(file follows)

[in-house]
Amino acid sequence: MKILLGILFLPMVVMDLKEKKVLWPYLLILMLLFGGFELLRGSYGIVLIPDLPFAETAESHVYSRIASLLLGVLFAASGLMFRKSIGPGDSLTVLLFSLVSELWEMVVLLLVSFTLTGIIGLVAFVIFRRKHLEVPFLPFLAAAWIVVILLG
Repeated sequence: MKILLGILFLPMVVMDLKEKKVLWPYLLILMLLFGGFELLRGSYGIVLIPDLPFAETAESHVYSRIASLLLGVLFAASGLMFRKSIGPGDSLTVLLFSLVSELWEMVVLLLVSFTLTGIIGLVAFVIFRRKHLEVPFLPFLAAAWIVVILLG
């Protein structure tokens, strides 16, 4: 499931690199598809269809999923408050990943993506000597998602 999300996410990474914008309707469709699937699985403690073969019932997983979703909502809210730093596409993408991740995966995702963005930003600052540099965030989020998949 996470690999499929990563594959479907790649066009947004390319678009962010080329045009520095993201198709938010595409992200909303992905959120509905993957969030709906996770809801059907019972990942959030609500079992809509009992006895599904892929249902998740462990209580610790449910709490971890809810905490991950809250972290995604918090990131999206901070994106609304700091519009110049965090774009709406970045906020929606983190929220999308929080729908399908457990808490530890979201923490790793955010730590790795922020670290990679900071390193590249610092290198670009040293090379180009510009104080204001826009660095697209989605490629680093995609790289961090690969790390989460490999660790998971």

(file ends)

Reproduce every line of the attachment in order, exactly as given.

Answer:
[in-house]
Amino acid sequence: MKILLGILFLPMVVMDLKEKKVLWPYLLILMLLFGGFELLRGSYGIVLIPDLPFAETAESHVYSRIASLLLGVLFAASGLMFRKSIGPGDSLTVLLFSLVSELWEMVVLLLVSFTLTGIIGLVAFVIFRRKHLEVPFLPFLAAAWIVVILLG
Repeated sequence: MKILLGILFLPMVVMDLKEKKVLWPYLLILMLLFGGFELLRGSYGIVLIPDLPFAETAESHVYSRIASLLLGVLFAASGLMFRKSIGPGDSLTVLLFSLVSELWEMVVLLLVSFTLTGIIGLVAFVIFRRKHLEVPFLPFLAAAWIVVILLG
């Protein structure tokens, strides 16, 4: 499931690199598809269809999923408050990943993506000597998602 999300996410990474914008309707469709699937699985403690073969019932997983979703909502809210730093596409993408991740995966995702963005930003600052540099965030989020998949 996470690999499929990563594959479907790649066009947004390319678009962010080329045009520095993201198709938010595409992200909303992905959120509905993957969030709906996770809801059907019972990942959030609500079992809509009992006895599904892929249902998740462990209580610790449910709490971890809810905490991950809250972290995604918090990131999206901070994106609304700091519009110049965090774009709406970045906020929606983190929220999308929080729908399908457990808490530890979201923490790793955010730590790795922020670290990679900071390193590249610092290198670009040293090379180009510009104080204001826009660095697209989605490629680093995609790289961090690969790390989460490999660790998971």